Amazing stories involving running surface by the hundreds every year. (Flip through any issue of Runner's World and you'll see what we mean.) From young to old, elite athlete to newbie, the running community continues to show it not only hits the road each day to stay healthy or PR a race, but also to help others and inspire.
Here's a look at some recent stories that will motivate you to continue to lace up your running shoes each day, and possibly find a great cause of your own.
This group certainly runs like "You Know Who" is chasing them. In March of 2014, the Hogwarts Running Club was officially launched by Air Force Lt. Col. Brian Biggs, 39, who admits to great fandom of the Harry Potter series. He's built a Facebook-based community of runners who hold virtual races at a variety of distances. (Often distances include sorcery-themed lengths, like the Department of Mysteries 6.2442, which spells out "MAGIC" if you type it on the phone.) In 2015, this online community has raised money for various charities, including some focused on cancer research, military pet foster care, and cystic fibrosis. More
Ellie Todd knew exactly what to do when she put on her first set of prosthetic running blades. The 4-year-old, who was born with a genetic condition that kept her tibia bones from forming, ran straight to her mother, Miranda Todd. Miranda Todd was instrumental in helping her "always on the move" child acquire her new set of prosthetics. A Facebook group called Momastery donated $20,000 to offset the cost for Ellie's running blades after Miranda submitted an essay about her hero--Ellie--for the group's charity drive. Additional funds were later donated by the Hanger Clinic, which manufactures the prosthetics. All done to help this little girl run. More
11-Year-Old's Streak Raises $10,000 for Friend With Cancer
A 30-day running streak is a commitment at any age, but Ryan Tarapchak of Langhorne, Pennsylvania, ran for a month with more than miles on his mind. When Ryan heard that his friend's 6-year-old sister, Isabella O'Brien, was diagnosed with a rare form of cancer, he decided to run start a run streak along with a GoFundMe page for Isabella. To date, he's exceeded his initial goal by raising more than $13,000 to help with Isabella's treatments. "For an 11-year-old kid deciding to do something like this so selflessly for someone else, his parents should be very proud of him," Isabella's dad, Scott, said. More
The Evans family went coast-to-coast over the summer--at a pace of 50 miles a day for 60 days. Shaun Evans and his 9-year-old son, Shamus, who has cerebral palsy, ran with the rest of his family as they followed along in an RV. Because Shamus cannot run on his own due to his physical limitations, his father pushed him in a racing chair. From Seattle to New York, the family raised more than $100,000 so other children like Shamus could experience the feeling of running. Along the way, they donated 25 running chairs to families in need. "It's a little bittersweet it's ending," Shaun told Runner's World near the end of the trip. "It's been such a great summer." More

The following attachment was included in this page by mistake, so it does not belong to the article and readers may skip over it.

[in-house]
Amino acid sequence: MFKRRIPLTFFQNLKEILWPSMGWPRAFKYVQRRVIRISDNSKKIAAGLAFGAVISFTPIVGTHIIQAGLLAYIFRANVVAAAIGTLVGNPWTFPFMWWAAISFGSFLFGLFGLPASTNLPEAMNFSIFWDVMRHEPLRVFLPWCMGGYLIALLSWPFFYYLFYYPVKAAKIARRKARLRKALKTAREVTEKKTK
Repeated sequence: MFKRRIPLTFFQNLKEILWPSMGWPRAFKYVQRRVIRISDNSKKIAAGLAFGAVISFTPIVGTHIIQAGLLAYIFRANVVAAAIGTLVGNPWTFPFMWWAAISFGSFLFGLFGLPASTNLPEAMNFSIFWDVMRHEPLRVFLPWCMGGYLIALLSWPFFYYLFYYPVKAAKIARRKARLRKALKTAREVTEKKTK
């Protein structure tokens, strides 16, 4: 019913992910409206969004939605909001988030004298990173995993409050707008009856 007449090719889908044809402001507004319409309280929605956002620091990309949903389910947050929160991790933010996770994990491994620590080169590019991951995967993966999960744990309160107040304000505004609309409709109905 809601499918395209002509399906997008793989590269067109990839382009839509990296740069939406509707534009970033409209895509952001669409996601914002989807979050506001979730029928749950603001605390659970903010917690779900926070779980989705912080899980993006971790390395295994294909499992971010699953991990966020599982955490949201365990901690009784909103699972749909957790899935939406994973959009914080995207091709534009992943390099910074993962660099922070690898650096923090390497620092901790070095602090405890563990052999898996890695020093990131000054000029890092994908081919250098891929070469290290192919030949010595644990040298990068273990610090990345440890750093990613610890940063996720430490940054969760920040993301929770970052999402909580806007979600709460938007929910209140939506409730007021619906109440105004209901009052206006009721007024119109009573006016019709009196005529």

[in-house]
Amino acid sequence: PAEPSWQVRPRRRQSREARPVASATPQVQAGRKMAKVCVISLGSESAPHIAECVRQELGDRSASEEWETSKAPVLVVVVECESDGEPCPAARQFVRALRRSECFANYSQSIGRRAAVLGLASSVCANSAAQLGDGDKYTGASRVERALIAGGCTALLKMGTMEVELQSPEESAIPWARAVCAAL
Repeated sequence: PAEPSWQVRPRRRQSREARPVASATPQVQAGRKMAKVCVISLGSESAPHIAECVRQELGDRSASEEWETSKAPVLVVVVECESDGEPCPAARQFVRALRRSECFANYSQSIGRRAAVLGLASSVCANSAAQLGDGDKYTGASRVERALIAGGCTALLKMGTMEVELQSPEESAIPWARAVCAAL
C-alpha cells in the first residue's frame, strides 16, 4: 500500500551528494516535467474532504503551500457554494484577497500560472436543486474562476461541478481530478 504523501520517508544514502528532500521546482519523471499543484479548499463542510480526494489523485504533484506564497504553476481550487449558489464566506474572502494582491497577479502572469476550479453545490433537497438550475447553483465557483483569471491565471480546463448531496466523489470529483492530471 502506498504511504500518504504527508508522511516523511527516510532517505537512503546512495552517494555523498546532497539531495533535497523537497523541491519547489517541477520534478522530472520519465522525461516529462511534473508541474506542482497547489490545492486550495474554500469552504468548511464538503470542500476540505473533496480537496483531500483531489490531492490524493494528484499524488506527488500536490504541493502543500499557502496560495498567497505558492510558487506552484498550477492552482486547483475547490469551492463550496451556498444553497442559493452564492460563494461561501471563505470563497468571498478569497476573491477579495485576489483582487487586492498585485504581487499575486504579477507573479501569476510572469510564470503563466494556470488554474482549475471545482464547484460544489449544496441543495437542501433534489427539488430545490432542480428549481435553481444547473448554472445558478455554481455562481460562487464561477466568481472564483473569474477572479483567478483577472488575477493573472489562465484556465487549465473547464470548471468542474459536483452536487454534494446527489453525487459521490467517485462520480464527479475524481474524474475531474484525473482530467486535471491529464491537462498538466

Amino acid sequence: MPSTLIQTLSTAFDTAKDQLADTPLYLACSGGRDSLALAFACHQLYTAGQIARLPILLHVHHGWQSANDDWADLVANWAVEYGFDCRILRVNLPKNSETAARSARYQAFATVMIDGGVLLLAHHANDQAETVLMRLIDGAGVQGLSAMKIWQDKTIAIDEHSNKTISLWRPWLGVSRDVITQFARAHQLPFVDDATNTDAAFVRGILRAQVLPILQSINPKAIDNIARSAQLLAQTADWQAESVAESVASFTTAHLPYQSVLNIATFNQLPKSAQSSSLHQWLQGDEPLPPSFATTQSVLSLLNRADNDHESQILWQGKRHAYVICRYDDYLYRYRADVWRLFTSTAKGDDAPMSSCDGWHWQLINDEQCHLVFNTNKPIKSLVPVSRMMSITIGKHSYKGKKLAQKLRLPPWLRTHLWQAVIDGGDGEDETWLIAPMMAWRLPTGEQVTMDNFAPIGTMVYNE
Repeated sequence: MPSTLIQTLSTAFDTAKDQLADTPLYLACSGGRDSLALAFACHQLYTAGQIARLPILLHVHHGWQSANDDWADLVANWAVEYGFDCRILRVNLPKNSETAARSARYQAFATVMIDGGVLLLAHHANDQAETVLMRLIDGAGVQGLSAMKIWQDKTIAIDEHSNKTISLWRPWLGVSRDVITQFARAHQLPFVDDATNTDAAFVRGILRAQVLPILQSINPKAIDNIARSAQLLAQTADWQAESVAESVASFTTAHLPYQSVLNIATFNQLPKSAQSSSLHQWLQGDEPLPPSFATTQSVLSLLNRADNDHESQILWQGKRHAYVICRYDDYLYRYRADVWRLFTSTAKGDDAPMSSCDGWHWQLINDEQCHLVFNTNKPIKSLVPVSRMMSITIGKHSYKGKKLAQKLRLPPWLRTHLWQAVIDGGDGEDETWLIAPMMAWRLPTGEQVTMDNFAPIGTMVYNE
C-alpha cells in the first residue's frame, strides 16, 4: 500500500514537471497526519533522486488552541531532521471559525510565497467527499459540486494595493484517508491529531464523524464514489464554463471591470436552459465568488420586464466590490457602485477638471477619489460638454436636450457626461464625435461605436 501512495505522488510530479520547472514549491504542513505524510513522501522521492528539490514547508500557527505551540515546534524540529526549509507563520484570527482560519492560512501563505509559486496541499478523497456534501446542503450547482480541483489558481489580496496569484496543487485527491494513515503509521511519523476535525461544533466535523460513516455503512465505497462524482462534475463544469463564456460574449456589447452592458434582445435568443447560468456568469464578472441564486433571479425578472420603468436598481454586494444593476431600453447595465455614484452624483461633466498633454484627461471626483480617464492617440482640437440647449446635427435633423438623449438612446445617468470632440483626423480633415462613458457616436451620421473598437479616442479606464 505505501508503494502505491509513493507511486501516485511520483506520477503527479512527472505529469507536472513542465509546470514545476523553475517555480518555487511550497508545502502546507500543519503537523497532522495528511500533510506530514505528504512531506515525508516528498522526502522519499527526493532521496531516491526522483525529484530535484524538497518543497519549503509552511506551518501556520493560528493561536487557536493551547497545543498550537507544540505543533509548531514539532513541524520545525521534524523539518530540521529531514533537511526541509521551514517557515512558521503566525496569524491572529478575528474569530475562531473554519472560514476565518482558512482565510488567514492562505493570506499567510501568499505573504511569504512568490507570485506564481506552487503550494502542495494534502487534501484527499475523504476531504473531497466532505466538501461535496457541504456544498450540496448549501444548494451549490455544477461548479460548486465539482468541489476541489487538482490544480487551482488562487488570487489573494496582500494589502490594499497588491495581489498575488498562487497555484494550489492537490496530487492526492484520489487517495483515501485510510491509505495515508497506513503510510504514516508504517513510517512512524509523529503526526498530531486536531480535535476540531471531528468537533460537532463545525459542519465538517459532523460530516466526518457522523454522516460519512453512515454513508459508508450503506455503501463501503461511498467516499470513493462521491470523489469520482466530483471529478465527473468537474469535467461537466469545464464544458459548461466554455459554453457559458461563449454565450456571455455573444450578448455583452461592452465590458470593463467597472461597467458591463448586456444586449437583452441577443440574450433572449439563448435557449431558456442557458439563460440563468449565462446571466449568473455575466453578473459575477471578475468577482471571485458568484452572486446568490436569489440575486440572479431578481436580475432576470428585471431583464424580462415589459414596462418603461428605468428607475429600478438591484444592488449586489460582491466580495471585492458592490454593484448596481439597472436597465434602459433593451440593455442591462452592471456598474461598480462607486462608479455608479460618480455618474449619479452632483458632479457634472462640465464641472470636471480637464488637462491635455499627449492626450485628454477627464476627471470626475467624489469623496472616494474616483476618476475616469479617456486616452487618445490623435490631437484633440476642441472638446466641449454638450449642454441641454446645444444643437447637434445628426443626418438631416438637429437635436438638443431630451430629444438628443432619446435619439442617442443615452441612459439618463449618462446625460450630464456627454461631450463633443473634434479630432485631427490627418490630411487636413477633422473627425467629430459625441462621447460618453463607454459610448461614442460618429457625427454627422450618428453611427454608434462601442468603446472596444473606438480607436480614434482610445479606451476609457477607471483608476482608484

The elite running couple, Ryan and Sara Hall, made a big announcement that had nothing to do with their racing plans. The couple recently announced their adoption of four Ethiopian sisters--Ana, Mia, Jasmine, and Lily. This is not the first time the couple has lent a helping hand. Aside from running marathons in Chicago, Los Angeles, and Boston, the couple still finds time to help build hospitals in Kenya and fund health clinics in Mozambique. Their Hall Steps Foundation allows them to be active in these Africa charitable projects. More
Runner Equips His Teammates With New Running Shoes
Although high school senior Stefan Pressley longed for a car, he spent two-thirds of his summer job earnings on something more rewarding. Pressley spent $540 on running shoes for his cross-country teammates who needed them. "My team is my family, and I want them to have the best season," he said. Fortunately, Pressley's teammates aren't the only ones aware of their captain's act of kindness. Two car dealerships have written checks to pay Pressley back for the shoes. Pressley said having a car would allow him to drive to cross country practice and give his teammates rides. He just has to pass his driving test first. More
James Lawrence definitely took his body to the limit for a good cause. The 39-year-old triathlon coach and personal trainer set out this summer to complete 50 Ironman-distance events in 50 states in 50 consecutive days. He completed his quest in July, raising $70,000 for the Jamie Oliver Food Foundation. Along the way, Lawrence's wife and four children traveled with him in a motor home. His 12-year-old daughter, Lucy, ran 50 consecutive 5Ks with her dad to make the trip even more memorable. "She's setting an example for the next generation," he said. More